On the other hand, a complete absence of compassion may require ignoring or disapproving identification with other people or groups of people. Earlier studies show the relationship between interpersonal violence and cruelty which leads to indifference. This concept has been illustrated throughout history: The Holocaust, Genocide, European colonization of the Americas, etc. The seemingly essential step in these atrocities could be the definition of the victims as “not human” or “not us.” The atrocities committed throughout human history have only been relieved through the presence of compassion.

For compassion to take place, people must feel that troubles that evoke their feelings of compassion are serious, the understanding that sufferers’ troubles are not self-inflicted, and ability to picture oneself with the same problems in a non-blaming and non-shaming manner.

In the Proceedings of the National Academy of Sciences USA in October 2006, Jorge Moll and Jordan Grafman showed that both pure monetary rewards and charitable donations activated the mesolimbic reward pathway, a primitive part of the brain that usually responds to food and sex. However, when volunteers generously placed the interests of others before their own by making charitable donations, another brain circuit was selectively activated: the subgenual cortex/septal region. These structures are intimately related to social attachment and bonding in other species. Altruism, the experiment suggested, was not a superior moral faculty that suppresses basic selfish urges but rather was basic to the brain, hard-wired and pleasurable (Lockwood et all, 2016). One brain region, the subgenual anterior cingulate cortex/basal forebrain, contributes to learning altruistic behavior, especially in those with trait empathy. Vedantam in 2007 also demonstrated a connection between giving to charity and the promotion of social bonding.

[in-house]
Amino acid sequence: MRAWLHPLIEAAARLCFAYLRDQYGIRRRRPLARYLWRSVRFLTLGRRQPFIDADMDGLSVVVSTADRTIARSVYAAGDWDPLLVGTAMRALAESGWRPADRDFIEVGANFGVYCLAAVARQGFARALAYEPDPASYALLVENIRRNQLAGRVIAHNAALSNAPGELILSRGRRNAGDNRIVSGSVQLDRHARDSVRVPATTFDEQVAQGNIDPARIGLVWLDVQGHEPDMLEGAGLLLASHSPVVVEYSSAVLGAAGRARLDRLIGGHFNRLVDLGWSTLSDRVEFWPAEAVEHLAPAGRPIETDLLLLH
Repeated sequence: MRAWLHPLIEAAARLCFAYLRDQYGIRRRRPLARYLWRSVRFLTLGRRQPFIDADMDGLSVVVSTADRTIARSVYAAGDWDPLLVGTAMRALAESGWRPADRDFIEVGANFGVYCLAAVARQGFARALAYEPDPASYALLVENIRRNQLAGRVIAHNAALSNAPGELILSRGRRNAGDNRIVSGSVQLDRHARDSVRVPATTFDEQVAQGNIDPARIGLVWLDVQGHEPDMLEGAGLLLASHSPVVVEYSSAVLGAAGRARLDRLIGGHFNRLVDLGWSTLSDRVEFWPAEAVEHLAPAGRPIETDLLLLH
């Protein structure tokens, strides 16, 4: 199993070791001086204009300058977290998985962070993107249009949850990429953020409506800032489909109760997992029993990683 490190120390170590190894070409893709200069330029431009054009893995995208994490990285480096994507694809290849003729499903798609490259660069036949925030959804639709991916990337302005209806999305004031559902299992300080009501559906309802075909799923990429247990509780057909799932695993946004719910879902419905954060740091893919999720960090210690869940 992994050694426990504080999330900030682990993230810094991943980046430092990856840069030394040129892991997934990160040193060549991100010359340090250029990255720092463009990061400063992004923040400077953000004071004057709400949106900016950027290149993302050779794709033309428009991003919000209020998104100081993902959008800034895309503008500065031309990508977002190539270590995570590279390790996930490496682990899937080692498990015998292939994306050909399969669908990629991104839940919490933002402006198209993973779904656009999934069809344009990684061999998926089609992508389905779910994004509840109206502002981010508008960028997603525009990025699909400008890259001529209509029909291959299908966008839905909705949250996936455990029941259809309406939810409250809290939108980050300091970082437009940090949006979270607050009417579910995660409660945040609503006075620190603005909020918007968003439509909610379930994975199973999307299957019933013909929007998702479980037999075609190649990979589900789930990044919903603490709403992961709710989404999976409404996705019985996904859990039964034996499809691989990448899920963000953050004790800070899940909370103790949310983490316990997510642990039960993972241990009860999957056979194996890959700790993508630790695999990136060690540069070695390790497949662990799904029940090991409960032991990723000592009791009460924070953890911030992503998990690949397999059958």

Most scientists believe that the desire to be helpful is not compassion, but it does suggest that compassion is similar to other emotions by motivating behaviors to reduce the tension brought on by the emotion. Physicians generally identify their central duties as the responsibility to put the patient’s interests first, including the duty not to harm, deliver proper care, and maintain confidentiality. Compassion is seen in each of those duties because of its direct relation to the recognition and treatment of suffering. Physicians who use compassion understand the effects of sickness and suffering on human behavior. Compassion may be closely related to love and the emotions evoked in both. This is illustrated by the relationship between patients and physicians in medical institutions. The relationship between suffering patients and their caregivers provides evidence that compassion is a social emotion, which is highly related to the closeness between individuals.